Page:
And there were warning signs. After starting the third quarter 6 for 6, the Nets opened the fourth missing their first four shots and nine of their first ten. The shot selection was putrid and the team was only hanging around because of some timely offensive rebounds. Anthony Morrow missed a contested layup at the 9:10 mark and Hump grabbed the board and kicked it back out to Morrow, who then missed a contested three. 16 seconds later, Brook Lopez forced a running 21-footers I guess because he misread the shot clock and thought it was expiring. Farmar grabbed the offensive rebound and Morrow missed another contested jumper. If the Nets took a shot in the fourth quarter, just assumed it was contested by a Boston defender, because it was. In the meantime, Boston was running a master class on confusing Lopez, constantly throwing Rajon Rondo in his direction in a double team, disrupting the center’s bread and butter moves in the post. Having Kendrick Perkins defending you is bad enough. At one point in the fourth, Perkins forced Lopez to receive the ball out at the right corner three point line. Lopez promptly turned the ball over on a terrible pass towards the paint.
Maybe Avery needed to bench his starters then and there, or maybe the magic had just run out at that point. Maybe there was never any magic to begin with and the 24 minutes of solid ball played by this team was a sheer coincidence. Basketball is a game of runs anyway, and perhaps the Nets were destined to bookend this game with some of their worst offensive play of the season.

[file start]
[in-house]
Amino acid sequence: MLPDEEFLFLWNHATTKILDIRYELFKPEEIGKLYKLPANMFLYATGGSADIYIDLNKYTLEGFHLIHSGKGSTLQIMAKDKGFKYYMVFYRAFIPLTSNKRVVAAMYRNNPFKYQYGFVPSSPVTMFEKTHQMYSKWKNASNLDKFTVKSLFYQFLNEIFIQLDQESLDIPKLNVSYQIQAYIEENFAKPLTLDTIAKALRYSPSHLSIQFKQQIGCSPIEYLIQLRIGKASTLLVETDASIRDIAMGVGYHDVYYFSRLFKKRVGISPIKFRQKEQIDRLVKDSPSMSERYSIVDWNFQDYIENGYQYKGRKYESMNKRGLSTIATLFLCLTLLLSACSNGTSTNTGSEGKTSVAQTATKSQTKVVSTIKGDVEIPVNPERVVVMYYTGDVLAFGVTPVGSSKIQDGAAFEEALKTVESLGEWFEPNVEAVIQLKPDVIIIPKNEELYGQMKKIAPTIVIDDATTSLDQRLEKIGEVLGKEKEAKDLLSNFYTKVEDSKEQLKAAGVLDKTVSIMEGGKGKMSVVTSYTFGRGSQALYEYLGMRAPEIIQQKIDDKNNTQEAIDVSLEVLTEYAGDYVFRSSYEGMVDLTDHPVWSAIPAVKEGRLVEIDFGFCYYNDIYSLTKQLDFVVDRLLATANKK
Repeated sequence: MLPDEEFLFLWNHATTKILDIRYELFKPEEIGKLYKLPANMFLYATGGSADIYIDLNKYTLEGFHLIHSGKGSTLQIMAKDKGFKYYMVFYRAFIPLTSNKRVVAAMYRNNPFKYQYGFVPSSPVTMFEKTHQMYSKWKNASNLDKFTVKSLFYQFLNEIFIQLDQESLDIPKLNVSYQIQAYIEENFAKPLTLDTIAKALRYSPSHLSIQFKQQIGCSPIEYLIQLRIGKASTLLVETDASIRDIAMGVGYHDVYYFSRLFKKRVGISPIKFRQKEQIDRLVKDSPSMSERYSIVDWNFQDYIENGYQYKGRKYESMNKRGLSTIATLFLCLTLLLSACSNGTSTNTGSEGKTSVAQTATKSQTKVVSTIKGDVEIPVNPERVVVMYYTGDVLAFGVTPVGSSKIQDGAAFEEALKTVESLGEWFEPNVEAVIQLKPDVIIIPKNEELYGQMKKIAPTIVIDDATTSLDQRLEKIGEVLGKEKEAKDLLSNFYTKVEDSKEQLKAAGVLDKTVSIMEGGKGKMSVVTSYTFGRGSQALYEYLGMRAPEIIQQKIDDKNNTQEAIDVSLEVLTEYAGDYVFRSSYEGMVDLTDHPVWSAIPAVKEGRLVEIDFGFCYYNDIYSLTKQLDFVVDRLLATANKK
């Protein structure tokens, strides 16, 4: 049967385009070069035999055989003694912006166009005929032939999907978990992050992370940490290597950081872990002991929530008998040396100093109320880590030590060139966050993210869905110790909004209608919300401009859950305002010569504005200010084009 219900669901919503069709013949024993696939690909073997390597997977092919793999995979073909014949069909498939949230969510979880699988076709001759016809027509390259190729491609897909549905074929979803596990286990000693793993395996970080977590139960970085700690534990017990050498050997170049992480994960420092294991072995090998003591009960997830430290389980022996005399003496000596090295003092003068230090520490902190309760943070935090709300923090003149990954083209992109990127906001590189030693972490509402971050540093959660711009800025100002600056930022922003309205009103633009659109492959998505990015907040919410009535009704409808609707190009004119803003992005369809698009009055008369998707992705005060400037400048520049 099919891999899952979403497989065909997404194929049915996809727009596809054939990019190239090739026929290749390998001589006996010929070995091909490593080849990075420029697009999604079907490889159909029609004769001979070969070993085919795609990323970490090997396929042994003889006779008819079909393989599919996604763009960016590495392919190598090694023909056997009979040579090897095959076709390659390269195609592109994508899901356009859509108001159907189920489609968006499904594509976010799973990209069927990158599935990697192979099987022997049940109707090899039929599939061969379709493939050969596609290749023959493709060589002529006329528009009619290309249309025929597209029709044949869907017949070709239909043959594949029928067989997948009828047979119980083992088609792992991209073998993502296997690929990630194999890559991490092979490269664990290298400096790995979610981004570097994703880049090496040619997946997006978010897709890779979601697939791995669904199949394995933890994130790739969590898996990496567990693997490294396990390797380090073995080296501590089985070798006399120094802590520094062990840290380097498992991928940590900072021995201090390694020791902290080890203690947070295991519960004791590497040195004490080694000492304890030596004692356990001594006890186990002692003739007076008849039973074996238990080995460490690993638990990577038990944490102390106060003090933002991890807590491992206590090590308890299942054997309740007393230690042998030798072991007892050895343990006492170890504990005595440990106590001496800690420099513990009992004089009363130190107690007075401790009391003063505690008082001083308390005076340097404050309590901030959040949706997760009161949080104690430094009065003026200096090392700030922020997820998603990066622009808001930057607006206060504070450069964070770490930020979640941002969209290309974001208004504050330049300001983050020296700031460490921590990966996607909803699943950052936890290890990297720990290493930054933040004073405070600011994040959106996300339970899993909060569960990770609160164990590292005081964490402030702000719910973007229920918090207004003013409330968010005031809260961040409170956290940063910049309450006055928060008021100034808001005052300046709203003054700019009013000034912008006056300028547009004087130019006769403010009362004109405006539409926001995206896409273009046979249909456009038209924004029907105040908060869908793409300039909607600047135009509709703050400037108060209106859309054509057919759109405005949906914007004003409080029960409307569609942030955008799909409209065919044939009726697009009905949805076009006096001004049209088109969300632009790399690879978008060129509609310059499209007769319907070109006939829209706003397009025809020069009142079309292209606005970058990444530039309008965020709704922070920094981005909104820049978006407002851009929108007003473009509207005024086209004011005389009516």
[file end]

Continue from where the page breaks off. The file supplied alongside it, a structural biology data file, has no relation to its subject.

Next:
A few more thoughts after the jump:
It was a physical game but the Nets did very little to capitalize on some whistles. The attempted just 15 free throws (sinking 12) compared to the Celtics who went 30-39. Think about that. The Nets essentially spotted the Celtics 18 free points and ended up losing this game by 14.
On that note of physicality, the choppiness of these players surprised me. Was Boston trying to send a message to the Nets harkening back to New Jersey’s upset on Boston’s floor last winter? Probably not. A lot of the anger was directed towards Kris Humphries, who threw an elbow in Kevin Garnett’s face, who responded with some intimidating taunting. Hump got thrown by Kendrick Perkins later in the game on a rebound. But beyond Hump, we also saw KG absolutely stick Devin Harris with a pick, earning an offensive foul and after drawing a hard foul from Sasha Vujacic under the rim, Kendrick Perkins clawed The Machines back on the way down, perhaps because Sasha did something to annoy Boston in the Finals two of the past three years.
While Travis Outlaw has been a source of frustration all season, he took a scary spill in the fourth quarter and got his all-star break a few minutes early it seems. Hopefully the guy is ok. With that said, I wonder if there’s a sports psychologist Mikhail Prokhorov can set Outlaw up with because the guy is now having a hard time sinking free throws (2-4 last night) and Outlaw just looks absolutely petrified to shoot out there. Getting Damion James back out there will hopefully be a huge lift, as Quinton Ross just does not have the versatility in his game to play extended stretches. He was sinking a few jumpers in the third quarter, but once the game was in crunch time, the Celtics were denying Lopez and Harris and guys like Ross are not geared to make big shots.